Submitting a Claim for the Veterans Aid and Attendance Pension Benefit

Two Types of Pension Claims

As mentioned in a previous article on this site, there are two types of Pension applications. The first of these are applications for veteran households with low income and few assets. For living veterans under the age of 65, medical evidence must also be submitted for proof of total disability. For living veterans, age 65 and older, there is no requirement to be disabled. Single surviving spouses of veterans also have no requirement for disability. These low income applications may or may not have a need for an additional rating to receive an aid and attendance or housebound allowance.

The second type of application is one where the household may have higher income and assets but one or more members of the household are incurring the high costs of long term care. These costs may be for the following types of services:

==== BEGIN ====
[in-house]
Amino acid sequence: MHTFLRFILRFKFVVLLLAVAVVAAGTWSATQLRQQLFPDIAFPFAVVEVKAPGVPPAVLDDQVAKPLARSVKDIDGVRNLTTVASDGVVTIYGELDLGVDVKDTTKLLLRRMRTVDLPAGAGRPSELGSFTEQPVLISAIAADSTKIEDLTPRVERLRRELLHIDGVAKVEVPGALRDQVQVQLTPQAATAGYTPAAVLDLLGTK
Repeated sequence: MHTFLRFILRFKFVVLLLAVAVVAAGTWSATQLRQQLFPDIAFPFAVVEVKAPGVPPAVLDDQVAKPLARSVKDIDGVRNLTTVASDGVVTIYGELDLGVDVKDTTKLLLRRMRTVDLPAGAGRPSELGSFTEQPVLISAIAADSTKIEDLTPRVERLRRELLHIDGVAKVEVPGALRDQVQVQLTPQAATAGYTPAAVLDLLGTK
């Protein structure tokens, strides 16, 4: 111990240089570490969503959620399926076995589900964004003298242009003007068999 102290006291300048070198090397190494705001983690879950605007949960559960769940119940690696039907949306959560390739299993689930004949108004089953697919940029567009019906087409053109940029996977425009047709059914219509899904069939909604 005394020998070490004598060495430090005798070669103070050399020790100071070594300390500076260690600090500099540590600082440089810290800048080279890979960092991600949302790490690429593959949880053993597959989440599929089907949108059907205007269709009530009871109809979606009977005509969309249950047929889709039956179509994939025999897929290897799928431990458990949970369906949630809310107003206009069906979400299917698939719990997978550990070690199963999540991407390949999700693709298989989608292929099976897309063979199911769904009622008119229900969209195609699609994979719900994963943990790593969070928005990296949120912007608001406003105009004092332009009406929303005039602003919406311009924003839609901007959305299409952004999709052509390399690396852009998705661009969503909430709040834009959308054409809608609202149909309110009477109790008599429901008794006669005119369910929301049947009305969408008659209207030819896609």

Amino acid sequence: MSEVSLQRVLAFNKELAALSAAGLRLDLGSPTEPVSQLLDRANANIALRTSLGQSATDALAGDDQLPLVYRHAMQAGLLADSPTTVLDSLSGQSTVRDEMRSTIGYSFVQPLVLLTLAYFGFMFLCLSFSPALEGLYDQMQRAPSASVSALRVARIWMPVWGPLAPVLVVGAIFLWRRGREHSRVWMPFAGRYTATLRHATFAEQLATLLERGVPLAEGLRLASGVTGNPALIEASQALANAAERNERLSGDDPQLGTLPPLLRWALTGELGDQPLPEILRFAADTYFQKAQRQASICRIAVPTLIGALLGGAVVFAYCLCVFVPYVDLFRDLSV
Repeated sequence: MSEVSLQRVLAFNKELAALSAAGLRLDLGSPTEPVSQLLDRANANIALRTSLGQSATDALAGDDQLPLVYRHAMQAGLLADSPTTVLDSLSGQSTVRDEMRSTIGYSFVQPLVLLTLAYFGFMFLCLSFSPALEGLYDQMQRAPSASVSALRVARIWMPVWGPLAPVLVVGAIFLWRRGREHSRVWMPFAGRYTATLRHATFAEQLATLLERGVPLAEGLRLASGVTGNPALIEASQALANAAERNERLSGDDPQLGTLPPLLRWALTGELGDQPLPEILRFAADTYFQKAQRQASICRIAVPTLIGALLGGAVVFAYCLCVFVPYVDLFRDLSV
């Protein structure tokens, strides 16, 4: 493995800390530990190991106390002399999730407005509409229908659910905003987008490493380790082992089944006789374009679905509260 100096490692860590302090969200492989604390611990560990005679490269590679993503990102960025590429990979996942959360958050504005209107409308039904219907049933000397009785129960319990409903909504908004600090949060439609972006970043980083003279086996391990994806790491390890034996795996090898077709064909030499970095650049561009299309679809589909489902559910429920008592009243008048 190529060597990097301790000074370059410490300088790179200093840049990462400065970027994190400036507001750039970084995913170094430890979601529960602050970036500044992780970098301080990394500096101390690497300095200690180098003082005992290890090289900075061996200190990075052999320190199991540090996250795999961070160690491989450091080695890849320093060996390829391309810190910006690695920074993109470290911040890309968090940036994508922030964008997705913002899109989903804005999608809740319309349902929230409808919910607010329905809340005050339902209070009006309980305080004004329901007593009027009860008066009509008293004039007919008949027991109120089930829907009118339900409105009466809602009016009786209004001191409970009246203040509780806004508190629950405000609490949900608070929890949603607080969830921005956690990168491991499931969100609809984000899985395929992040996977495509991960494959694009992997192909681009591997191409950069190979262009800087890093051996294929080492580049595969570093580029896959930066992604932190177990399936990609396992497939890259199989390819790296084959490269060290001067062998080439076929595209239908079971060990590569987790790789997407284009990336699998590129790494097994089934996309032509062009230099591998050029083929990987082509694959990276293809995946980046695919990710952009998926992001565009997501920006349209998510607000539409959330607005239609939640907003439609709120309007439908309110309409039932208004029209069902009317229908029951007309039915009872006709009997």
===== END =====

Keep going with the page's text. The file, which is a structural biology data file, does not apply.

Paying members of the family to provide care at home
Paying professional providers to provide care at home
Paying for the cost of adult day care
Paying for the cost of assisted living
Paying for the cost of a nursing home

These types of claims require medical evidence in order to receive a rating for aid and attendance or housebound allowances. These ratings must be received or certain medical expenses associated with long term care are not deductible from income. These claims also warrant special treatment for deducting the annual cost of care from household income. This requires special documentation and evidence.

Claims for this second type of application are the subject of this website and this article. Here are the forms typically associated with these types of claims.

VA Form 21-527ez -- Veteran’s Application for Pension (for a living veteran)
VA Form 21-534ez -- Application for Dependency and Indemnity Compensation, Death Pension and Accrued Benefits by a Surviving Spouse or Child
SF 180 -- Request Pertaining to Military Records (Used to obtain discharge record)
VA Form 21-22a -- Appointment of Individual as Claimant's Representative (POA for claim)
VA Form 21-0779 -- Request for Nursing Home Information in Connection with Claim for Aid and Attendance
VA form 21-2680 -- Examination for Housebound Status or Permanent need for Regular Aid and Attendance (Completed by Claimant's Physician)